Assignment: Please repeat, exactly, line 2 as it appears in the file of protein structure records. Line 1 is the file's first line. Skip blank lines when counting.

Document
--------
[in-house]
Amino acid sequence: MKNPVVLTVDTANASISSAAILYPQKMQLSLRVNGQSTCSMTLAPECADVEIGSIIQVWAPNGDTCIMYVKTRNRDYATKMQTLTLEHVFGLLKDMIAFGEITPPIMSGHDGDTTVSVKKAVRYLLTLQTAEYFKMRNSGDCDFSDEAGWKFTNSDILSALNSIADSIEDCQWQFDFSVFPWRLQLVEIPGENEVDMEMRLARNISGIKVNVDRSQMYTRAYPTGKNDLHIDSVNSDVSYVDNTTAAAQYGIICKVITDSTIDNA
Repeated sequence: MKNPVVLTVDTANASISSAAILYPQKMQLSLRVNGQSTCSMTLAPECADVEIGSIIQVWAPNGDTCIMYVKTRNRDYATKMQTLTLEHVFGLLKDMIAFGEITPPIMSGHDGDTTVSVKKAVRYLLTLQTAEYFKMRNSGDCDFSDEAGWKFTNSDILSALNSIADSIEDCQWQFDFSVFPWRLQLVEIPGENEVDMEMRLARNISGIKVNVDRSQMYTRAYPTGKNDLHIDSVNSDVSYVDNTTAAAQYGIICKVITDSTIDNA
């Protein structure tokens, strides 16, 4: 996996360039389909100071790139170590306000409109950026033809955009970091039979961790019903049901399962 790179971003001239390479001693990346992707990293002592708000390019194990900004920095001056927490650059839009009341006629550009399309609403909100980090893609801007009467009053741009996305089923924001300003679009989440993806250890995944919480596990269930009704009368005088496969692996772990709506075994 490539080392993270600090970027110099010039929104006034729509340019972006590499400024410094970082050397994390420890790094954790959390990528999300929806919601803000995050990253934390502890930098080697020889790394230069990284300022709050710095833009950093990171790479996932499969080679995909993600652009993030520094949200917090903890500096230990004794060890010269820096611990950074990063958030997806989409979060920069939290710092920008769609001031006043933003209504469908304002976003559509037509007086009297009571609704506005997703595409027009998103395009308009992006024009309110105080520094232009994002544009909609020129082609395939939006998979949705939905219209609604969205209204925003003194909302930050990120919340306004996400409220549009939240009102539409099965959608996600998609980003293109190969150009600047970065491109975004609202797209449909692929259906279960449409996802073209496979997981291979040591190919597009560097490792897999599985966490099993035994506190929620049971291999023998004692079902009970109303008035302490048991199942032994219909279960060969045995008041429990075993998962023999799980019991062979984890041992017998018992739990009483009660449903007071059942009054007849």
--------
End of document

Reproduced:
Amino acid sequence: MKNPVVLTVDTANASISSAAILYPQKMQLSLRVNGQSTCSMTLAPECADVEIGSIIQVWAPNGDTCIMYVKTRNRDYATKMQTLTLEHVFGLLKDMIAFGEITPPIMSGHDGDTTVSVKKAVRYLLTLQTAEYFKMRNSGDCDFSDEAGWKFTNSDILSALNSIADSIEDCQWQFDFSVFPWRLQLVEIPGENEVDMEMRLARNISGIKVNVDRSQMYTRAYPTGKNDLHIDSVNSDVSYVDNTTAAAQYGIICKVITDSTIDNA